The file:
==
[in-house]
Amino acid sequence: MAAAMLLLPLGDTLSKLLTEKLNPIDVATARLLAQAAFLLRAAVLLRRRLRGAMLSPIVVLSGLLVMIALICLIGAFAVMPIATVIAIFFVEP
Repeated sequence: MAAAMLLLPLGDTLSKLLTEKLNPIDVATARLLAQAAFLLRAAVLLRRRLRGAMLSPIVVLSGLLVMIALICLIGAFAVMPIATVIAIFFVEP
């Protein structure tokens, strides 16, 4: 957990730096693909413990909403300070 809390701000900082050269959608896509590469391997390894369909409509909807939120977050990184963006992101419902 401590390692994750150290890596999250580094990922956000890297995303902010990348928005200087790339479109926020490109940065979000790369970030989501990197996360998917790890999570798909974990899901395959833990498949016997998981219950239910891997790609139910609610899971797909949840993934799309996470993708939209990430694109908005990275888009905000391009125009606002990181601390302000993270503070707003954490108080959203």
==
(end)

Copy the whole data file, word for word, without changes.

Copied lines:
[in-house]
Amino acid sequence: MAAAMLLLPLGDTLSKLLTEKLNPIDVATARLLAQAAFLLRAAVLLRRRLRGAMLSPIVVLSGLLVMIALICLIGAFAVMPIATVIAIFFVEP
Repeated sequence: MAAAMLLLPLGDTLSKLLTEKLNPIDVATARLLAQAAFLLRAAVLLRRRLRGAMLSPIVVLSGLLVMIALICLIGAFAVMPIATVIAIFFVEP
């Protein structure tokens, strides 16, 4: 957990730096693909413990909403300070 809390701000900082050269959608896509590469391997390894369909409509909807939120977050990184963006992101419902 401590390692994750150290890596999250580094990922956000890297995303902010990348928005200087790339479109926020490109940065979000790369970030989501990197996360998917790890999570798909974990899901395959833990498949016997998981219950239910891997790609139910609610899971797909949840993934799309996470993708939209990430694109908005990275888009905000391009125009606002990181601390302000993270503070707003954490108080959203």